Drawing to a close a legal battle that began some two years ago, an Icelandic woman was at last granted permission to give herself the middle name “Kona”, which literally means “woman” in Icelandic, RÚV reports. The name is now officially filed with the National Registry.
Elín Kona Eddudóttir first got the idea to submit the request for the middle name after reading a news story from 2019 about another woman trying to get the same middle name, but being rejected.
The grounds for the rejection, in the reasoning of the Naming Committee, was that it could potentially be damaging for a child to be given this name, and invite bullying. Interestingly, both Karl and Drengur, which mean “man” and “boy” respectively, are still considered perfectly valid names.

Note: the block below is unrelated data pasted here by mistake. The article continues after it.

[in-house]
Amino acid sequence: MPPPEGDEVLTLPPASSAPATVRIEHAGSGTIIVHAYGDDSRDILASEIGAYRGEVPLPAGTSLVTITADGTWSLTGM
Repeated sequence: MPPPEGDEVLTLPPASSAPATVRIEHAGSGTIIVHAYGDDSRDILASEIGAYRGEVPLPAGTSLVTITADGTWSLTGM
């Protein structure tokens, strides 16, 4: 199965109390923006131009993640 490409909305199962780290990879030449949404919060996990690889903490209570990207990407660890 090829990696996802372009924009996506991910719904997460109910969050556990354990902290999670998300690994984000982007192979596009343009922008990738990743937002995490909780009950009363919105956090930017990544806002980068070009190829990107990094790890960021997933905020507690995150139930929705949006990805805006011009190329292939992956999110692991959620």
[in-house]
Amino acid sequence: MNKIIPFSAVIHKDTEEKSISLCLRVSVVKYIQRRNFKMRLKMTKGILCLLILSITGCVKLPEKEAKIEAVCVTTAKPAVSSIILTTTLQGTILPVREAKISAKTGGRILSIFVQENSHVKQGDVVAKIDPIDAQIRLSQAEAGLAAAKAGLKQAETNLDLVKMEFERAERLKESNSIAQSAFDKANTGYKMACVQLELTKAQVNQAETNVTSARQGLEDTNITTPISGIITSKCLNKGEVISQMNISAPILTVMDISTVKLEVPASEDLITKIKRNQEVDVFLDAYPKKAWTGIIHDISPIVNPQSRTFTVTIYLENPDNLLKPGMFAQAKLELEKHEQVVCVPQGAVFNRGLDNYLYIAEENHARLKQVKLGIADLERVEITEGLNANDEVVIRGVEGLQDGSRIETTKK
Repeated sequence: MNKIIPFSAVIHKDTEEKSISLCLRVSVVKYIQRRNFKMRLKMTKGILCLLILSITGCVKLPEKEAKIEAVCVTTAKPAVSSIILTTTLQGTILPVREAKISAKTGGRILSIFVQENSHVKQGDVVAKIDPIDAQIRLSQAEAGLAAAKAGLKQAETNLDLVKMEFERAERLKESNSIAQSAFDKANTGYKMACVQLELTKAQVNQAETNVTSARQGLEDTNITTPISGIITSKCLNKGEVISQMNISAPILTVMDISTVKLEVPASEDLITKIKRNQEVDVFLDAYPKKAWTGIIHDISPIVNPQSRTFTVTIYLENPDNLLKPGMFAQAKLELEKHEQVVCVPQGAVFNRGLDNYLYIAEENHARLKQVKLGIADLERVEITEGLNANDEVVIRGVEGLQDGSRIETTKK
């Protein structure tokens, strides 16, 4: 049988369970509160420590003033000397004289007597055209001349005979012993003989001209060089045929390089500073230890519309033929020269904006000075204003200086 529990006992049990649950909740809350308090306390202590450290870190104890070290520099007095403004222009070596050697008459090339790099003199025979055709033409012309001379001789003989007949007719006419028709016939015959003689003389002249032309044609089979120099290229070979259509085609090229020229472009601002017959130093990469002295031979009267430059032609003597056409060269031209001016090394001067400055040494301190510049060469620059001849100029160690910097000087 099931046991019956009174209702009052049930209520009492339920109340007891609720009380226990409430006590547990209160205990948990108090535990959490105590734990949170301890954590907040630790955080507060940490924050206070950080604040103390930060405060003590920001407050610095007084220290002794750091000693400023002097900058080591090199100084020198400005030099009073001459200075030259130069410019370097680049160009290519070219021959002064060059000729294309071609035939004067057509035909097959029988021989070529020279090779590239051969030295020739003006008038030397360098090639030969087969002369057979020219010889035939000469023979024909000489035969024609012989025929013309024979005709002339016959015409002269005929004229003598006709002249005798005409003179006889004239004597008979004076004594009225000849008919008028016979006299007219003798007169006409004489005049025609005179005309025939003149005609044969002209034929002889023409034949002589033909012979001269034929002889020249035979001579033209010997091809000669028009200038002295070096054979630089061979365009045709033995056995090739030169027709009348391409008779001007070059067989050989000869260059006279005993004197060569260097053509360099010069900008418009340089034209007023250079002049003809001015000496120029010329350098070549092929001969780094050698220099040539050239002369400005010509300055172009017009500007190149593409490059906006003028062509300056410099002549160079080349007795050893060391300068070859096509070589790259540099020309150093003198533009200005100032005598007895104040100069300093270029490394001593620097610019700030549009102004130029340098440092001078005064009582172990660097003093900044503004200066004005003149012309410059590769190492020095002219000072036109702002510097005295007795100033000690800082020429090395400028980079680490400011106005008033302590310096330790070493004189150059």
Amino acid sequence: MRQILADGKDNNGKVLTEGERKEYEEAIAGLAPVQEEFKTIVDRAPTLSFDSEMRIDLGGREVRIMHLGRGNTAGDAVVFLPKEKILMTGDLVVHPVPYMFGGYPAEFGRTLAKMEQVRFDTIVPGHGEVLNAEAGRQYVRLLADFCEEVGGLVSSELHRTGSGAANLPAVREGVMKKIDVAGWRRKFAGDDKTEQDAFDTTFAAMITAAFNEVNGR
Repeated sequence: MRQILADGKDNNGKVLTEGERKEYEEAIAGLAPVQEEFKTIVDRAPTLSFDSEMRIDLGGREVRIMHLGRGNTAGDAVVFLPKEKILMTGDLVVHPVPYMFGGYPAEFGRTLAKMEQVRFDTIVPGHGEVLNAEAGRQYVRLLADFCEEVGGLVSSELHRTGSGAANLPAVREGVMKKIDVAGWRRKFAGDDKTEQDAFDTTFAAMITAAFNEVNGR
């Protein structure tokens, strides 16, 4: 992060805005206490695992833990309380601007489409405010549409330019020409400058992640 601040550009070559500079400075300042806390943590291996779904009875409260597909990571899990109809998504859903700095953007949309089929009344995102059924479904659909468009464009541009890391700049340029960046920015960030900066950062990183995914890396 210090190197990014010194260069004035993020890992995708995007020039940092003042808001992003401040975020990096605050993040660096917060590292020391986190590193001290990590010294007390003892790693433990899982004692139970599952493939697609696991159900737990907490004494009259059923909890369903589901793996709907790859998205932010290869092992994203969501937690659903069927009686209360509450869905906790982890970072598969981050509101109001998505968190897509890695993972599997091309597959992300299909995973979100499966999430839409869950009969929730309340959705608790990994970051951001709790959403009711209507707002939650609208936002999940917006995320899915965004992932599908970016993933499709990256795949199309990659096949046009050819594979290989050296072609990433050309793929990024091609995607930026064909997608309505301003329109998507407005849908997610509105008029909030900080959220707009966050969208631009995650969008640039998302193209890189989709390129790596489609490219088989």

Elín applied for the middle name herself, but received a rejection on the grounds that the name would go against the Icelandic language system. She took the matter up with the Parliamentary Ombudsman, who concluded last May that the Naming Committee had not acted lawfully in rejecting this name. He requested the committee review the name again.
The committee began the review process on August 11th, after it was submitted on June 1st, and concluded over the weekend, ultimately approving the name.
Incidentally, Icelandic “middle names” are not middle names in the sense meant by most English speaking peoples; rather, in Iceland they are more like having a second given name. This is why you will often see and hear Icelanders refer to one another by their first and middle names, e.g. Anna Rakel or Jón Birgir.
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